Sunday, 11 March 2018

Daddy Day

On the Jack Benny radio and TV shows, Dennis Day was a naïve young single man. In real life, Dennis Day was married with (eventually) ten children and, by all accounts, a fairly savvy businessman.

Just after Dennis’ ninth child was born in 1963, columnist Bob Thomas of the Associated Press caught up with the singer (the photo to the right accompanied the article). That wasn’t easy as Day was performing in Vegas and other spots around the U.S., pulling down money that could easily support a family of ten.

How he and his wife cope with that many kids? Here’s the answer. It appeared in papers starting June 7, 1963.

Dennis Day Stays Busy As Dad

AP Movie-Television Writer
HOLLYWOOD (AP)—The father of this or almost any year in Hollywood appears to be Dennis Day, Jack Benny's madcap tenor who has made a serious business of raising a family.
"We've never been out of diapers at our house," says Dennis, who seems somewhat astounded himself at the size of the Day (McNulty) tribe.
Here's how they will line up on Father's Day Sunday June 16.
Patrick James, 14.
Dennis Eugene, 13.
Michael Joseph, 11.
Margaret Mary, 10.
Eileen Maria, 8.
Paul Thomas, 7.
Thomas Francis, 5.
Mary Kate, 2.
Daniel Gerard, 6 weeks.
During a rehearsal break at the Jack Benny Show, Dennis rattled off the names and numbers with confidence—until be arrived Thomas. He made several stabs at the middle name before arriving at Francis. I checked with his wife later and discovered he was correct.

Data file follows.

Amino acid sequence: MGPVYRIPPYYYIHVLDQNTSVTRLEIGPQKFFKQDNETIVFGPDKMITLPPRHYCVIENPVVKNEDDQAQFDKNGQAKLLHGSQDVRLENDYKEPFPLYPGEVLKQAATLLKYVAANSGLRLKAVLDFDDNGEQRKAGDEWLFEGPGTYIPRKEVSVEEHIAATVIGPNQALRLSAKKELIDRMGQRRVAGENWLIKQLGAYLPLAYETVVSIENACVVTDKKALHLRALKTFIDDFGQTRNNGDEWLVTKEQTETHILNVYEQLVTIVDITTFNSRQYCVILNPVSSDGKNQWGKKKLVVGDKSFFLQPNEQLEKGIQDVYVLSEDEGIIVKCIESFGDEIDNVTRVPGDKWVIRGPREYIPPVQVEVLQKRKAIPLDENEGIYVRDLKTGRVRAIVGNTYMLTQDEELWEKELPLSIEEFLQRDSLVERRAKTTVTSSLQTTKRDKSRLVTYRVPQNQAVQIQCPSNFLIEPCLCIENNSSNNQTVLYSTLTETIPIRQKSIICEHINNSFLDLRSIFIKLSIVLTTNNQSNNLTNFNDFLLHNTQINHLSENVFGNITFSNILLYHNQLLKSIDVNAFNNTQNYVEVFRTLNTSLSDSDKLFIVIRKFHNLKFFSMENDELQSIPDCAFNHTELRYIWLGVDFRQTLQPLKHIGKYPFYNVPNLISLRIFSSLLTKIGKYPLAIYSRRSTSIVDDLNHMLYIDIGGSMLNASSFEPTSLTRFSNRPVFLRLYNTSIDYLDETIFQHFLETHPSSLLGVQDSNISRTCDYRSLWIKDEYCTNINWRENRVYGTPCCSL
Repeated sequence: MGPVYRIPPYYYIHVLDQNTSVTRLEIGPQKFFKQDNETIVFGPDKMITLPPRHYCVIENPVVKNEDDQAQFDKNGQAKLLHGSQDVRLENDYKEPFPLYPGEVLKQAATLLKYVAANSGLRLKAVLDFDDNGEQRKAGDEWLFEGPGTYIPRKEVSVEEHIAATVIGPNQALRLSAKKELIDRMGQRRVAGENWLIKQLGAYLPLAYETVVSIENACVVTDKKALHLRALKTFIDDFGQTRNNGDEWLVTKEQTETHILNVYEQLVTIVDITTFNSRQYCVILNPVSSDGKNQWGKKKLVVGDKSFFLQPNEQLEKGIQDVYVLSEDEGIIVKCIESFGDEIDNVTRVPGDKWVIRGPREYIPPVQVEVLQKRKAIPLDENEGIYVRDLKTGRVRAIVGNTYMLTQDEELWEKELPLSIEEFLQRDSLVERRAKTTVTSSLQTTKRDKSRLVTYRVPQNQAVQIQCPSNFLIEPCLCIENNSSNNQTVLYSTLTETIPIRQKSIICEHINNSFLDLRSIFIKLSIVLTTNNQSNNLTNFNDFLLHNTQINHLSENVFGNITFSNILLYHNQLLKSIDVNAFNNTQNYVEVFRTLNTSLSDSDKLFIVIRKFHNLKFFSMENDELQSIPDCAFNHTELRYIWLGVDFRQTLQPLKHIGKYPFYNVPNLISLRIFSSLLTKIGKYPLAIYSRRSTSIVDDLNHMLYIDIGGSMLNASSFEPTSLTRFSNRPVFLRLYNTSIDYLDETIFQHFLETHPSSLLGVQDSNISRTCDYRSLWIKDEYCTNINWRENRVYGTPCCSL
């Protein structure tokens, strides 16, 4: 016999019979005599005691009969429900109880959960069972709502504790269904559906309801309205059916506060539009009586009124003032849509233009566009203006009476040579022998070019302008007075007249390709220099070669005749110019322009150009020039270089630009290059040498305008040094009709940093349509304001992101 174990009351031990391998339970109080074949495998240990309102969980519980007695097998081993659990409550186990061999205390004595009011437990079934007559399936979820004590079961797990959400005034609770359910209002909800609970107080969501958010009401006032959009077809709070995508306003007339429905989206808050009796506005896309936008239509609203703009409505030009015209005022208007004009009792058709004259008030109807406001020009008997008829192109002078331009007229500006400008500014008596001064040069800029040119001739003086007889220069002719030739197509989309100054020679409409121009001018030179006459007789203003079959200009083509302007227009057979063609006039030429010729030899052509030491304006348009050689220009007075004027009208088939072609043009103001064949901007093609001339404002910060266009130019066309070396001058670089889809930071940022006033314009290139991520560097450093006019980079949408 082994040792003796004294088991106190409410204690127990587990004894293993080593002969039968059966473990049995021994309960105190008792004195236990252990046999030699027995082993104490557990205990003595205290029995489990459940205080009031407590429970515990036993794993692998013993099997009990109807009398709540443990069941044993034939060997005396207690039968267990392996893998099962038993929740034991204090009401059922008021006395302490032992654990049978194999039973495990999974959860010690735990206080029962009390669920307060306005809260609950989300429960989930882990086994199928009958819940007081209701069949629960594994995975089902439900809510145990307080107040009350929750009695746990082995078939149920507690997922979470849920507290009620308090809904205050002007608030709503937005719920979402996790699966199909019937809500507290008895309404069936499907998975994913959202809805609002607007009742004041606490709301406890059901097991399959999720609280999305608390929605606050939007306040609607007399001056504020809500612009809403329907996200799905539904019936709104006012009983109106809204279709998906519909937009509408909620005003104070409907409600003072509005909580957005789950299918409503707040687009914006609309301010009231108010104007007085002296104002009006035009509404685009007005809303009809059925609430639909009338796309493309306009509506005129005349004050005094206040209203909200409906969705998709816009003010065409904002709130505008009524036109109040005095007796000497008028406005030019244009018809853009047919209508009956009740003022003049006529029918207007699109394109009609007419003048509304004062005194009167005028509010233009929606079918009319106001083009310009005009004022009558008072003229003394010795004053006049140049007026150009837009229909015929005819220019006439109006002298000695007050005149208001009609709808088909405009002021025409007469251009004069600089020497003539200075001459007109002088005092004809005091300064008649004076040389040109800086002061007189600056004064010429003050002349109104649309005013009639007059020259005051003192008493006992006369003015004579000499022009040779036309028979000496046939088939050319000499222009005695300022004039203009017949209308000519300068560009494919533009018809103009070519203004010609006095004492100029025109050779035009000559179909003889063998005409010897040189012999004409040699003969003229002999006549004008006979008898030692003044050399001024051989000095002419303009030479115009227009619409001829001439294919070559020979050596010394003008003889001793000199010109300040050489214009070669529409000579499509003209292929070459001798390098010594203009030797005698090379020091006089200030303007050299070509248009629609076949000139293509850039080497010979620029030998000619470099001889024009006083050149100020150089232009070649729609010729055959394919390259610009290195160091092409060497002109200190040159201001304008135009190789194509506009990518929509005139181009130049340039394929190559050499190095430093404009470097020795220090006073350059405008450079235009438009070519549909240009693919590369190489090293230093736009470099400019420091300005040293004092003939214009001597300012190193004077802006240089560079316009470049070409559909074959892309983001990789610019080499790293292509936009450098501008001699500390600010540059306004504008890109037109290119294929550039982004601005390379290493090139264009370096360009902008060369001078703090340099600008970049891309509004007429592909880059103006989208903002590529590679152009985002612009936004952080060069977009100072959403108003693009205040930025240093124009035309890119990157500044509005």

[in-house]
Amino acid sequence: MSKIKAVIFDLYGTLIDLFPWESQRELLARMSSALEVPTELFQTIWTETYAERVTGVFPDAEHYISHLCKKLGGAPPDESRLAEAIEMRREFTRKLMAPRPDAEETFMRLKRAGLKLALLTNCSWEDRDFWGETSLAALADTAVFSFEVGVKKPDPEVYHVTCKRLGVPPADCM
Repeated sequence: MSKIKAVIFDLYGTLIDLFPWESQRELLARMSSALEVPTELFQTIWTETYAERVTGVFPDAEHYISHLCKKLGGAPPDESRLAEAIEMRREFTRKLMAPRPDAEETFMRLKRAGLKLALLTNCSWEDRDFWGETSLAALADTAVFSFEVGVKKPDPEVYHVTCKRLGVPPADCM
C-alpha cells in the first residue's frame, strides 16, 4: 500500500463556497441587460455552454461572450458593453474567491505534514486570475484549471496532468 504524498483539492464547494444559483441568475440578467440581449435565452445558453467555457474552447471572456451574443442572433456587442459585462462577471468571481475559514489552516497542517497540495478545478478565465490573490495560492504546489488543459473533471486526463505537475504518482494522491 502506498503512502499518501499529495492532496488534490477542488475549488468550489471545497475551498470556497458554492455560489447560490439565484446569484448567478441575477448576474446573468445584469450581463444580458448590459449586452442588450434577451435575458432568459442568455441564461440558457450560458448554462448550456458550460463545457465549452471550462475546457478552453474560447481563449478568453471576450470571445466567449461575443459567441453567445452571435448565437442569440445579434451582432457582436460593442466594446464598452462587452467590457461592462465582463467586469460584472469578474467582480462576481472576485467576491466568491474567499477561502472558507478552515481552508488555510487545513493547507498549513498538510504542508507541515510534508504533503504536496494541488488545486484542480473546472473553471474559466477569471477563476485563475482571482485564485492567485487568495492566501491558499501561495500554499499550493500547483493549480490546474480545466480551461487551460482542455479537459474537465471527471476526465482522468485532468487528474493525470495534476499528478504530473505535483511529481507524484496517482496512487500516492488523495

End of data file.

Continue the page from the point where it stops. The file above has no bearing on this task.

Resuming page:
How do they manage such a crowd scene?
"It's my wife Peggy who gets the credit," said Dennis. "The burden is on her, because I'm out of town six months of the year; that's the way it is with performers nowadays."
"We have one live-in help and a day girl, but we've never had a baby nurse. Peg has done it all herself. Nine babies, and every one of them has had the colic for the first six months! We're tried every formula and every preparation that is made. You name them and we've had them."
Dennis admitted that the logistics for a family of nine children can be staggering. They manage to find room for sleeping accommodations in their expanded Mandeville Canyon home—now five bedrooms. The three oldest boys board at military school in Anaheim, so that's a help.
When the family goes for a weekend at their Palm Spring house, it's a regular caravan. Sleeping bags are a must.
Outfitting the nimble nine is a major operation.
"Shoes!" muttered Dennis, shaking his head. "We're always buying shoes. I got the boys shoes with a guarantee the soles couldn't wear out in six months. Know something? They beat the guarantee.
"I was in New York recently, and I looked up some wholesalers I know—I haven't worked for Benny for 24 years without learning some tricks. I went through the racks of girls' dresses and said, 'I take this and this and this.' That's the way we shop."
Dennis was one of six children, who have now produced 31 of their own-sister-in-law Ann Blyth has five. "I think large families are closer," said Dennis, an obvious advocate.
Any hazards to rearing children in Hollywood?
"It's no different from other towns," he said. "You can't let other people raise your children. You've got to know your kids and keep the lines of communication open.
"I tell mine if they ever have any problem to bring it to me; I won't belt them if they've done something wrong. So far we've done pretty well on that system."

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